"The real question is not whether Yeshua was married (again in the formal sense of the word). Why should that be so important? The interesting question is this: Was Yeshua fully human, with a normal human sexuality that was capable of intimacy and preference?

"Again, we invoke the proverb of the sages of early Christianity: 'That which is not lived is not redeemed.' If Yeshua, considered as the Messiah and the Christ (from the Greek Christos, a rendering of the Hebrew Mashiah), did not live his sexuality, then sexuality is unredeemed. In that case, he could not be a Savior in the full sense of the word, this eventually led to the institution of a logic, especially in Western Roman Christianity, that was oriented more to death than to life.

"Thus the very origin of our life in its physical sense, in the image of the Creator, is logically transformed into an instrument of death. Could it be that we Westerners, driven by our collective unconscious guilt, are still suffering the consequences of this logic today?

"The Gospel of Mary, like the Gospels of John and Philip, remind us that Yeshua was capable of intimacy with a woman. This intimacy was not merely of the flesh; it was also emotional, intellectual, and spiritual. What is at stake here is total salvation, the liberation of a human being in his or her entirety, by imbuing all the dimensions of this being with consciousness and love. By invoking the realism of Yeshua's humanity in its sexual dimension, the Gospel of Mary in no way detracts from his spiritual and divine nature, the dimensions of pneuma.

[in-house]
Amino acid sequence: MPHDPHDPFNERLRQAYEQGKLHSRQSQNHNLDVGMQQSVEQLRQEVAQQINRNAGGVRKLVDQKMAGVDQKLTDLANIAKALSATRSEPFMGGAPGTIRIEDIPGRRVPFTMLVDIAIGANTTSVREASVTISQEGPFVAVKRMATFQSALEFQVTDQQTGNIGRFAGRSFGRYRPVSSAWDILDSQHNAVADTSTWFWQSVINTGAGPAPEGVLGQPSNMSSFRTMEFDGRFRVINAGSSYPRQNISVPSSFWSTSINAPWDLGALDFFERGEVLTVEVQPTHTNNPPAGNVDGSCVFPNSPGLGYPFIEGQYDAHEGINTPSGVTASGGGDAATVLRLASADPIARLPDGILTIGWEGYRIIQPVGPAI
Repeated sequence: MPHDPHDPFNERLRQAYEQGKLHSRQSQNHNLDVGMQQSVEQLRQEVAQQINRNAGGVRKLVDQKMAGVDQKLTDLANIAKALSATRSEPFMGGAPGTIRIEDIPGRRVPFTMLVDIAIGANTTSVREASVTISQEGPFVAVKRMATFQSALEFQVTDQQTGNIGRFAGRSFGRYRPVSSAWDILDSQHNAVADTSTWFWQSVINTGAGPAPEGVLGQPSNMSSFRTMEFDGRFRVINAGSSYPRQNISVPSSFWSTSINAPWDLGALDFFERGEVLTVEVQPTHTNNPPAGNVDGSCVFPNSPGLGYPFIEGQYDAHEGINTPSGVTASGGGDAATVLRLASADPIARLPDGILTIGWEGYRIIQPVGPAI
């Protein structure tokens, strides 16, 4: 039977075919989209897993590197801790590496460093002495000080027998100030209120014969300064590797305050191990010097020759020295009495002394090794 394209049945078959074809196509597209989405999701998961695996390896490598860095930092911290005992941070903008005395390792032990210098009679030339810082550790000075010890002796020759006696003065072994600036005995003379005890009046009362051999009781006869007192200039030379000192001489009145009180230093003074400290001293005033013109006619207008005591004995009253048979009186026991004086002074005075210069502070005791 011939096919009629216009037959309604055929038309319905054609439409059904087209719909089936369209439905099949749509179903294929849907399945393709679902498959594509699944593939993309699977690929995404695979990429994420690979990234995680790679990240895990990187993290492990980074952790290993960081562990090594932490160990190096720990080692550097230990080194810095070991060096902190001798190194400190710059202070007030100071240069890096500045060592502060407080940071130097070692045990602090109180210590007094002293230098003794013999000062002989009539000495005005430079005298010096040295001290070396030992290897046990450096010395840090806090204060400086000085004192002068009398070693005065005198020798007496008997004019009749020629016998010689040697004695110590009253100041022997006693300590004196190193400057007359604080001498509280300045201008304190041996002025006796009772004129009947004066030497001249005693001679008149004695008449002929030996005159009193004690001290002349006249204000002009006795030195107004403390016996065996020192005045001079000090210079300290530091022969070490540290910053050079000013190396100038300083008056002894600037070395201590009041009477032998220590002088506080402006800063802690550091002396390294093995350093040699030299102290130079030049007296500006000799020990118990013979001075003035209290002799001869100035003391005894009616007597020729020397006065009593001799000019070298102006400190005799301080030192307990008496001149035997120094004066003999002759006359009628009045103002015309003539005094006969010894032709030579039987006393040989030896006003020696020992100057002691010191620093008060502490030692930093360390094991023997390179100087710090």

"Mark and Matthew devote more attention to his tears at the plight of Jerusalem, and even his anguish and doubts when faced with death: 'Father, why have you abandoned me? If possible, may this cup be removed from me.' This is another reminder of his transparent humanity through which God is revealed.

"Like the canonical gospels, those of Nag Hammadi summon us to become free with respect to our dualities; otherwise they make us diabolic (diabolos=divider) and tear us apart. We are not summoned to deny matter or the body, but to sanctify these levels by not getting caught up in them and not identifying with them. Like Miriam of Magdala following her Beloved, we are called to learn, through creative imagination, to bring love into those places where it is lacking — which include our stuck and blocked intellect and desire.

"It would seem that Peter did not really understand this teaching any more than it is understood by most of us today. As he said in the Gospel of Mary Magdalene:

" 'Must we change our customs,
and listen to this woman?
Did he really choose her, and prefer her to us?'

"But do not the Hebrew scriptures imply that it is a sign of good health for a man to prefer the company of a woman in intimacy? Is it not also a sign of his real humanity?

"Yet the essential meaning of this goes deeper still. Before we can hope to be spiritual, to live in the pneuma, we must first embrace the level of the soul (psyche), and the body (soma). These psychophysical dimensions are traditionally seen as feminine, and they are the very condition for access to the nous, or masculine dimension of our being."